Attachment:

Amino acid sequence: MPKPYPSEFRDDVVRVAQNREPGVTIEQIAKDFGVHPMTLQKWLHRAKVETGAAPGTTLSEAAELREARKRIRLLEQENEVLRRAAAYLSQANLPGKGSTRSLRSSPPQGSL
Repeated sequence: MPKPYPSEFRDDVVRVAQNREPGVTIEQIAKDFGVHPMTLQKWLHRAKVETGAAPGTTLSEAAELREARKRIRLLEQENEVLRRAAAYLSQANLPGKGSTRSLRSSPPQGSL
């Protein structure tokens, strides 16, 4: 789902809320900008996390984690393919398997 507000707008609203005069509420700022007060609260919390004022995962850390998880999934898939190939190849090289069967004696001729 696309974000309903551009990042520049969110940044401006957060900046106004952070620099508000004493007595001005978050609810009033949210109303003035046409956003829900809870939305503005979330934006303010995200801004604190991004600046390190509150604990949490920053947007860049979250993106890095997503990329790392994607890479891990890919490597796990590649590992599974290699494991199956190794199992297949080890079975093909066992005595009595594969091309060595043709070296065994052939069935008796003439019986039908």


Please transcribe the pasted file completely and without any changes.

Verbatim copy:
Amino acid sequence: MPKPYPSEFRDDVVRVAQNREPGVTIEQIAKDFGVHPMTLQKWLHRAKVETGAAPGTTLSEAAELREARKRIRLLEQENEVLRRAAAYLSQANLPGKGSTRSLRSSPPQGSL
Repeated sequence: MPKPYPSEFRDDVVRVAQNREPGVTIEQIAKDFGVHPMTLQKWLHRAKVETGAAPGTTLSEAAELREARKRIRLLEQENEVLRRAAAYLSQANLPGKGSTRSLRSSPPQGSL
């Protein structure tokens, strides 16, 4: 789902809320900008996390984690393919398997 507000707008609203005069509420700022007060609260919390004022995962850390998880999934898939190939190849090289069967004696001729 696309974000309903551009990042520049969110940044401006957060900046106004952070620099508000004493007595001005978050609810009033949210109303003035046409956003829900809870939305503005979330934006303010995200801004604190991004600046390190509150604990949490920053947007860049979250993106890095997503990329790392994607890479891990890919490597796990590649590992599974290699494991199956190794199992297949080890079975093909066992005595009595594969091309060595043709070296065994052939069935008796003439019986039908």